Difference between revisions of "Song"
|Line 94:||Line 94:|
* [[Song Books]]
* [[Song Books]]
Revision as of 13:13, 5 April 2007
Category Editor: Dr Vic Gammon
There are many thousands of songs. There are many song collections and many versions of the same song. Where to start looking? That's the problem.
Note. Our intention is not to restrict this initiative to English Song, but to use the present headings as a starting point to view whatever develops from wherever it comes.
Traditional Songs by Theme
It's often difficult to categorise a song. Is the song of a Thames Bargeman a sea song or an industrial one? Likewise a Fishing song. Many industrial or rural songs had a political dimension. It doesn't do to worry too much about it - the categories are really just a rough guide to get to something that fits the browser's interest and in the spirit of the Wiki might lead to somewhere altogether unexpected! Some Song Books are arranged by theme.
Songs of Seduction
Songs of Good Company
Hunting and Poaching Songs
Songs of work, occupation and trade
Songs of Diversion
section editor Chris Coe
This is a tricky section to think of including. One doesn't always associate folk song and 'performance' but some of the techniques applied by the traditional singers can bear scrutiny, especially by those who want to sing the same sort of songs.
The intimate fireside delivery of Walter Pardon.......
Lizzie Higgins taking a deep breath, expanding to be a 'giant' and setting forth..........
Watch this space.
--JohnnyAdams 22:46, 14 March 2007 (UTC)
Commercially Available Recordings
Currently available or deleted
- Kyloe Records
- Leader Records
- Musical Traditions Records
- Topic Records
- Wildgoose Records
- New World Records
Books & Bibliographies
Books of and about folk songs abound and seem to increase at an exponential rate. It is ironic that computerisation and digitalisation, which make this site possible, also make it much easier and cheaper to publish new books. In addition, many rare and inaccessible books from the past have been scanned and placed on the web in recent years, which has helped more and more people to find songs and contribute to scholarship and discussion. Probably the most complete and recent listing of books is the one given immediately below. After that, there follows a short selection of some important books.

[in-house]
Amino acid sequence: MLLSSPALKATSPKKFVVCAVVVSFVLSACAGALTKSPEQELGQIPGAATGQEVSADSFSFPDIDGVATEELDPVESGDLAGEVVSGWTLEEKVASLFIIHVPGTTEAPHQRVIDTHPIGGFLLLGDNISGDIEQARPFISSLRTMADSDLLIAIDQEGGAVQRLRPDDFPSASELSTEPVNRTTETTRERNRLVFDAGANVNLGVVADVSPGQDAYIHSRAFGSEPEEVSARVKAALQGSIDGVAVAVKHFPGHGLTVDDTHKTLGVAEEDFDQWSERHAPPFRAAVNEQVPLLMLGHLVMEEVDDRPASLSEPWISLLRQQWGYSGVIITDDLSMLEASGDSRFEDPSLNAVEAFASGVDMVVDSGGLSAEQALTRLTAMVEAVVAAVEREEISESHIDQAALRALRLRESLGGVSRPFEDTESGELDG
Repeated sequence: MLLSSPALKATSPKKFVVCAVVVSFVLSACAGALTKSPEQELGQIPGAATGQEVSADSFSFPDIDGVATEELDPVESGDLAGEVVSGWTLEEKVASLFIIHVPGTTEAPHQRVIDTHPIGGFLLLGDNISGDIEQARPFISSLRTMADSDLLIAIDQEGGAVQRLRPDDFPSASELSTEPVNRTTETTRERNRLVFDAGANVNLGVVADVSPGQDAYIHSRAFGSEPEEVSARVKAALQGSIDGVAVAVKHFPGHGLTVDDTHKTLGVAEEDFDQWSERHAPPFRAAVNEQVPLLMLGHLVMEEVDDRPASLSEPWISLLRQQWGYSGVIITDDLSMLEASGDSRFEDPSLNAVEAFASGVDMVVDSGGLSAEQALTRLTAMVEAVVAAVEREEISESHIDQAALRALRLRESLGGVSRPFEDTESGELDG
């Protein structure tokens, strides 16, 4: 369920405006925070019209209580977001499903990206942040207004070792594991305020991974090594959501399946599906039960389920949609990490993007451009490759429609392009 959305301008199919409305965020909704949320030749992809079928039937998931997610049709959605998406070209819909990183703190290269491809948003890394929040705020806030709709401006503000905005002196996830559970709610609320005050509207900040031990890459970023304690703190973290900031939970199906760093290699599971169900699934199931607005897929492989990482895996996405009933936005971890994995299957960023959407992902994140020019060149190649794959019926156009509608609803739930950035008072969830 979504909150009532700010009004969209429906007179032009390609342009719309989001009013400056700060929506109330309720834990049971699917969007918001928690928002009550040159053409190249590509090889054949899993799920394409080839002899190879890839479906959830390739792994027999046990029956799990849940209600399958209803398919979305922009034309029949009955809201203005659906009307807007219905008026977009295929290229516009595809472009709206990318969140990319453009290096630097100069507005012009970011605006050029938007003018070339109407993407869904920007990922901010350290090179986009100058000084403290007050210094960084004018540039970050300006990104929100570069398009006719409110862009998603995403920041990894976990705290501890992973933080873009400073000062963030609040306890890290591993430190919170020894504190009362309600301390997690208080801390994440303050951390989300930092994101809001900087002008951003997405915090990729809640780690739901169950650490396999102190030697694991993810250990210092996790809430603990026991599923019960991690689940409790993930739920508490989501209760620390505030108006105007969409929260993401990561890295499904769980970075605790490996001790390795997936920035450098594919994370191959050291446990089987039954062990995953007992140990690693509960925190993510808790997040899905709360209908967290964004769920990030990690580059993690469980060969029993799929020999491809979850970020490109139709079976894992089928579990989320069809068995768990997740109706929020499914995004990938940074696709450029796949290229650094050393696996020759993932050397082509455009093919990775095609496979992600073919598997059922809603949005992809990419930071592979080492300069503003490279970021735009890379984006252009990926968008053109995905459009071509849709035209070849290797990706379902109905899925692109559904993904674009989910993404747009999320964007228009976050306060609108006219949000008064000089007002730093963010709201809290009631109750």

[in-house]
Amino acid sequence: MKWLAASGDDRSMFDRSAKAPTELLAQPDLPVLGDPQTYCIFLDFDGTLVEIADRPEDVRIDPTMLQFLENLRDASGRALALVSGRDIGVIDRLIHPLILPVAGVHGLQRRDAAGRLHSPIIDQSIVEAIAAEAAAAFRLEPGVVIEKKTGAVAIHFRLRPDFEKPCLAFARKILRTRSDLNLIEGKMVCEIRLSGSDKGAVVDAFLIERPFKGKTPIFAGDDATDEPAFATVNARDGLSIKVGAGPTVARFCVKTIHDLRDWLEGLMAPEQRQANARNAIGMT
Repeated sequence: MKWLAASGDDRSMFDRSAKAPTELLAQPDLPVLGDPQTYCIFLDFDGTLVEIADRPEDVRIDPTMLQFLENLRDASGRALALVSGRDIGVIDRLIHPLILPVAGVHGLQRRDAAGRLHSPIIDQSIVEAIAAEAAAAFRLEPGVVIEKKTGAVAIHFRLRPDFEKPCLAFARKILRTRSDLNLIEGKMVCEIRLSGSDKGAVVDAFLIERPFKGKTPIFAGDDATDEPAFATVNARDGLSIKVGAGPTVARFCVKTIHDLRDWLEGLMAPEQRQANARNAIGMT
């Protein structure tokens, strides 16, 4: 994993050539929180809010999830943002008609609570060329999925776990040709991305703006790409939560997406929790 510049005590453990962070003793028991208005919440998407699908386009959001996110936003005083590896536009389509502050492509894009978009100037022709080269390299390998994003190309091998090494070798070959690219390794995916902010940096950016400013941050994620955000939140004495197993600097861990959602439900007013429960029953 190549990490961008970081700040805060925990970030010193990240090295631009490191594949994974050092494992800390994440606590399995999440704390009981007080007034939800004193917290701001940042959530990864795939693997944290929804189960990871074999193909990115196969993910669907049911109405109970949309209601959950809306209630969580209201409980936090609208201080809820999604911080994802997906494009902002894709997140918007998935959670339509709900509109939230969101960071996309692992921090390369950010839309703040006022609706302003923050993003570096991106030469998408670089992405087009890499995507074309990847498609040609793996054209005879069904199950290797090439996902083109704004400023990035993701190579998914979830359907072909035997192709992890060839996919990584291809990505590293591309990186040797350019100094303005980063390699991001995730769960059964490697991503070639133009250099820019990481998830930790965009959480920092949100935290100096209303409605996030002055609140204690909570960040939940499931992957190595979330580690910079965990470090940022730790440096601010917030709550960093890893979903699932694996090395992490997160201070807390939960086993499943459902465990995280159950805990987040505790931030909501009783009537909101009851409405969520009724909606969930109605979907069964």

- The Vaughan Williams Memorial Library online index including
The site also gives you access to the Roud Index, compiled by Steve Roud.
The Roud Folk Song Index is a database of 143,000+ references to songs that have been collected from oral tradition in the English language from all over the world.
It is the most important finding aid for traditional song ever compiled, and not even the most casual researcher can afford to do without it.
The Folk Revival
Contributors to Folkopedia frequently mention the "Folk Revival". What they normally mean is the quite sudden increase of interest in traditional song and music starting with pioneers in the 1950s and establishing itself in the 1960s with an explosion in the number of clubs and later festivals. Much has been written about the reasons for this, and this site will probably have a major section. The revival is sometimes called the "second folk revival", the first having been the major collecting activities of the 1890s and early 1900s, including the formation of the Folk-Song Society in 1899.